The sole purpose of @warn_unqualified_access here is to give the human a heads-up in case they meant to use one when they wrote the other. It is wonderful that you've never met a human who has made that mistake; I'm sorry to ruin that perfect streak by telling you that I've made that error inadvertently myself.

The top level of Swift namespaces is modules. Below them is the global namespace, which includes all other declarations.

The module portion of a declaration in Swift is always inferred implicitly, but may be specified explicitly.

@warn_unqualified_access causes the compiler to emit a warning if a declaration is accessed without qualifying it with the parent namespace. That’s the current behavior, and this pitch is not seeking to change that. It is merely removing limitations on where it can be used.

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To the extent that your pitch is about allowing the use of @warn_unqualified_access with variables, I think that's certainly reasonable. I do think there's some design work to be done with respect to enum cases and perhaps other situations that haven't been considered.

Off the bat, I'm not certain about how it's going to work with type aliases, types, and protocols. I can see where it might be useful (earlier, when designing the SIMD types, we rejected SIMD4.Int as a spelling because, in extensions of SIMD4, that type would be called Int, which is strange). So that's perhaps an interesting point to consider, but I could go either way on that.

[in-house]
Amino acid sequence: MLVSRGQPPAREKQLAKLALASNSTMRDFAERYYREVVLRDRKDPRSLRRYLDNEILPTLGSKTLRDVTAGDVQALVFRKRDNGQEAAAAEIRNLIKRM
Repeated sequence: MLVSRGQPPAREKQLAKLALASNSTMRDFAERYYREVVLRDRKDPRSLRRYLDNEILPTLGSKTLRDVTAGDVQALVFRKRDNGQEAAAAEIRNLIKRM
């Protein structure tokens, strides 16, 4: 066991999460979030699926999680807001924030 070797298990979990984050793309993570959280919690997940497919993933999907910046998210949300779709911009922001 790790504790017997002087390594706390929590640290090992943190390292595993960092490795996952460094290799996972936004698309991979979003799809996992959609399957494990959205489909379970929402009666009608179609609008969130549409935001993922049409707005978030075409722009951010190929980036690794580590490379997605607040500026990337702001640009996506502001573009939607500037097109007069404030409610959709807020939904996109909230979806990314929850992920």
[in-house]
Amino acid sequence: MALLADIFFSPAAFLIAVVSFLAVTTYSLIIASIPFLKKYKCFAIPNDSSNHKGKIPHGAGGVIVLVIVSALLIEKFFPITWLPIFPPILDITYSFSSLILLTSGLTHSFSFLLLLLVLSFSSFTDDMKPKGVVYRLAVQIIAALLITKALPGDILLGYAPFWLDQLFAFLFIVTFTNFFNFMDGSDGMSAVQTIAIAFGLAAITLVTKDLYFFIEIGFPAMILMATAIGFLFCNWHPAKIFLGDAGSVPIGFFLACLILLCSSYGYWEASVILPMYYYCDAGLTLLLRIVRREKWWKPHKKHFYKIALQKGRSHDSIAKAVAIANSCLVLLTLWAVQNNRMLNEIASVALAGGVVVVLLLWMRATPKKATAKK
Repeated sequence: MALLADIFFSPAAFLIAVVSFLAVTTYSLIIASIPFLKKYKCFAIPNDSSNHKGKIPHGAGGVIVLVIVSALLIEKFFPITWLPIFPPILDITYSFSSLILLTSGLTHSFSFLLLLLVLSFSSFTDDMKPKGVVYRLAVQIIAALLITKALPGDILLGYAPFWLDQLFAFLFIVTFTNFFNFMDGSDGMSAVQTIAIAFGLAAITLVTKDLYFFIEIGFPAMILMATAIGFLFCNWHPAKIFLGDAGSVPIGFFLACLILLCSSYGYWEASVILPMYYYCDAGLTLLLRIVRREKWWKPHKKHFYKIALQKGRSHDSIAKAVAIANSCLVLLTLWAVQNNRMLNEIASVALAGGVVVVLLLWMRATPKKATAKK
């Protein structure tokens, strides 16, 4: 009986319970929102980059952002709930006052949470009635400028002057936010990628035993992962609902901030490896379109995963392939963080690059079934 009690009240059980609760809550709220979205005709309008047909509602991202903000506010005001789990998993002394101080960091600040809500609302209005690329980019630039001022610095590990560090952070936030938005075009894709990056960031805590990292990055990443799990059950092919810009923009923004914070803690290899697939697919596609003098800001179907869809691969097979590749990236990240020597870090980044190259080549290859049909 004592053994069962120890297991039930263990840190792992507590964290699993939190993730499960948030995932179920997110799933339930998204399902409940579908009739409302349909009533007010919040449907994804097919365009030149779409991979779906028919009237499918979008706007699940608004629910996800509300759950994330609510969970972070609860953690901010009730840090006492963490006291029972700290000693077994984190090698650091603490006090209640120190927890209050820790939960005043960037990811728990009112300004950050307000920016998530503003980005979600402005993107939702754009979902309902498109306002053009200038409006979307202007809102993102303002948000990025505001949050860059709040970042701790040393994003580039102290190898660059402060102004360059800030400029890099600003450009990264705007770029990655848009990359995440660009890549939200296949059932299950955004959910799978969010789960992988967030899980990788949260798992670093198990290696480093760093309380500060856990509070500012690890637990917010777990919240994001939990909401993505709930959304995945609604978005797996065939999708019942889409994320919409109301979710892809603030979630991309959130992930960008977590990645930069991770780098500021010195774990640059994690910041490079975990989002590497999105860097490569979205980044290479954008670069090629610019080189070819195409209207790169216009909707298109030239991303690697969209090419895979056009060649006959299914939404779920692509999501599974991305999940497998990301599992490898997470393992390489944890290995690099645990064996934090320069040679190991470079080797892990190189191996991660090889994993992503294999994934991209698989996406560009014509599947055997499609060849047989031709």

What you discuss regarding import isn't about "removing limitations," however, as it then extends the attribute to the consumer of the API rather than the vendor. It is true that Swift lacks a first-class concept of namespaces and submodules, but I do not think building that on a foundation of @warn_unqualified_access is the way to go.

I think it is fair to separate the import idea from everything else. I literally made that list by going through the declarations one-by-one and asking myself whether it would make sense for this to apply to them.

As for the remainder, could you give an example of an uncertainty? Especially with enumeration cases: why would this be problematic for them?

I’m not proposing that this attribute be applied to individual enumeration cases, if that wasn’t clear.

Why not? I think you should! Semantically, these are exactly like properties (when they don't have an associated value) or like functions (when they do). It would be strange to extend the attribute to both properties and functions, but not enum cases.

I assume we agree that it shouldn't apply to initializers and subscripts. Are we missing any other kinds of declarations? It would be important to work through all of them.

You have a point, though I think you are slightly off: enumeration cases with raw values are properties, and all other cases (including those without associated values) are static functions that return Self.

When approached from that angle, it doesn’t seem to be problematic. It is, however, inconsistent: enumeration cases cannot have specific modifiers (like those for access control) attached to them in most contexts. Allowing it for this should not be done without a careful understanding of why that is.

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I literally worked through all of them to make that list. I linked to each one’s entry in the Reference Guide.

Sure they can: indirect.